Sunday, July 14, 2013

Potato Soup for the Sick

    You may have been surprised in the "1907 Chicken Broth" recipe in my first blog entry that the cook discussed how to use the broth for a patient with a fever. What a rarity to have the cookbook talk about treating medical conditions. That is not the only "medical recipe" in "The Roanoke Cookbook".  So, in this entry, I give you another example of the "flavor" of the early part of the 20th century recipes referring to treating the ill with a food.  

Potato Soup for the Sick

    "Cut into cubes, after carefully peeling, 2 medium sized potatoes and let remain in cold water 1 1/2 hours or more.  Then place in saucepan over a quick fire, and barely cover with cold water, adding a pinch of salt. When done enough to pierce through  with a fork, add a 1/2 pint of rich, sweet milk and 1 teaspoon of butter with more salt and pepper to taste. Let all boil a few minutes and serve:  enough for one person.  Great care must be taken in pairing the potatoes, as one particle of eye may spoil the flavor or cause nausea. A carefully cleaned pan will do much toward making the soup a success. - Mrs Dr. Keister" - Woman's Civic Betterment Club of Roanoke, "The Roanoke CookBook", Stone Publishing and Manufacturing Company, Roanoke, Virginia, 1907.

Saturday, July 13, 2013

Oatmeal in the Hay Box

    The first recipe,"1907 Chicken Broth" raised a lot of questions for me, like why does "one pen- feather injure the flavor"? If the pieces are "as small as possible" how much chicken is "4-6 pieces" that go into the broth? How do you maintain a consistency of taste?  If you found the "flavor of the times" in the first recipe interesting, you'll probably find the next one even more so.  So get your "Hay Box" ready so that you can make a great oatmeal. Even if you are not an oatmeal enthusiast, you'll enjoy the read.

Oatmeal in the Hay Box

     "At 11 or 11:30 o'clock a.m. Put on your oatmeal flakes, the usual way, only instead of using the farina kettle, put in a bucket with a close fitting lid.  Boil hard for 5 minutes (not necessary to boil inside of water), set on the stove, then take up the bucket with the lid fastened tight, set in a box of hay; pack hay closely around, underneath and on top: cover with a thick quilt and leave undisturbed until 6 o'clock supper, when you will have the most deliciously cooked dish of oatmeal. Any cereal can be cooked the same way, and dried fruits, only they have a to be soaked overnight first; so can many vegetables and meats; they have to boil a little longer so as to get heated through and through.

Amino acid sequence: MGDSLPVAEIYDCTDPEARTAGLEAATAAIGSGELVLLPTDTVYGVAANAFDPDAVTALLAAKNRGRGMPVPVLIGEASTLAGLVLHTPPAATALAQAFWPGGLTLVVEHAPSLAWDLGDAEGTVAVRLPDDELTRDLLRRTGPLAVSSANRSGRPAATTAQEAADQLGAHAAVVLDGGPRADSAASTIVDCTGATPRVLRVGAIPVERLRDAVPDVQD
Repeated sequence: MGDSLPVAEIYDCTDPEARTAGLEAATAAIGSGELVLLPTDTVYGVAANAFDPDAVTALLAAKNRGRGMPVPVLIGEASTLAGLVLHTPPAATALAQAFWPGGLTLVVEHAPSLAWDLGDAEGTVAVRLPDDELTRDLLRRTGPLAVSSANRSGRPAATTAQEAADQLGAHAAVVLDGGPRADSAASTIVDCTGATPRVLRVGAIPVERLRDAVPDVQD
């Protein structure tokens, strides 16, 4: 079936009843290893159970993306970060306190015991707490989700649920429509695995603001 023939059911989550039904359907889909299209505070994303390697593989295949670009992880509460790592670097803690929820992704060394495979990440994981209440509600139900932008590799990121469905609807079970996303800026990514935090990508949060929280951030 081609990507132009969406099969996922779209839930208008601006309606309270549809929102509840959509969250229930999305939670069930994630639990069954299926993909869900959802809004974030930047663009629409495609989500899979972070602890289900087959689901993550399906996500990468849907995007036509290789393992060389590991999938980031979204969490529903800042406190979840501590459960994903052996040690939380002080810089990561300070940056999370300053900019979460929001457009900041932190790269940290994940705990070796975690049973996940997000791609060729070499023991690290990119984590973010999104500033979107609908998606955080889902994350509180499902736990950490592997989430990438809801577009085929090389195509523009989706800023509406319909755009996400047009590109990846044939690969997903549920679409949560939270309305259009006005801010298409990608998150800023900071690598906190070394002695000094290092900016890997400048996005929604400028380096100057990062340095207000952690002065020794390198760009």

You can go anywhere you please during the afternoon, while the hay is at home doing your cooking.
Mrs. Dr. Luck."  -  Women's Civic Betterment Club, "The Roanoke Cook Book", The Stone Publishing and Manufacturing Company, 1907.


1907 Chicken Broth

     While cleaning out my mother-in-law's house and looking through her 100s of cookbooks we ran across something very special, a 106 year old cookbook. It was published in 1907 by the Woman's Civic Betterment Club of Roanoke, VA.  The recipes are so unique, not necessarily in the ingredients, but in the descriptions and the "flavor" of the times that is given. I don't know about the taste of the food if you choose to follow the recipes, but I'm sure you will enjoy reading them.  Stay tuned for some fun. The following is a great example of what you will find in this blog. The recipes are quoted and punctuated exactly as written.

Chicken Broth

     "First select a nice fat, young chicken, and then carefully pick (getting out every pen-feather, as one will injure the flavor), then wash foul well in cold water before cutting it up but never allow the meat to remain in water after it is cut. When drawn, and all the joints separated into as small pieces as possible, let it cool thoroughly, then place from 4 to 6 pieces in 1 quart of cold water, and let simmer for 4 hours, or  until ready to fall from the bones, keeping as much as 1 pint for broth, adding a little salt when partly done.  Should the broth boil down below 1 pint replenish it with that amount of hot water. When done remove chicken,  and season to taste with salt and pepper. If patient has a fever or is very ill, set the broth aside until cold, and then remove the grease, after which heat and serve."
-Woman's Civic Betterment Club of Roanoke,The Roanoke Cookbook, The Stone Printing and Manufacturing Company, Roanoke Virginia, 1907.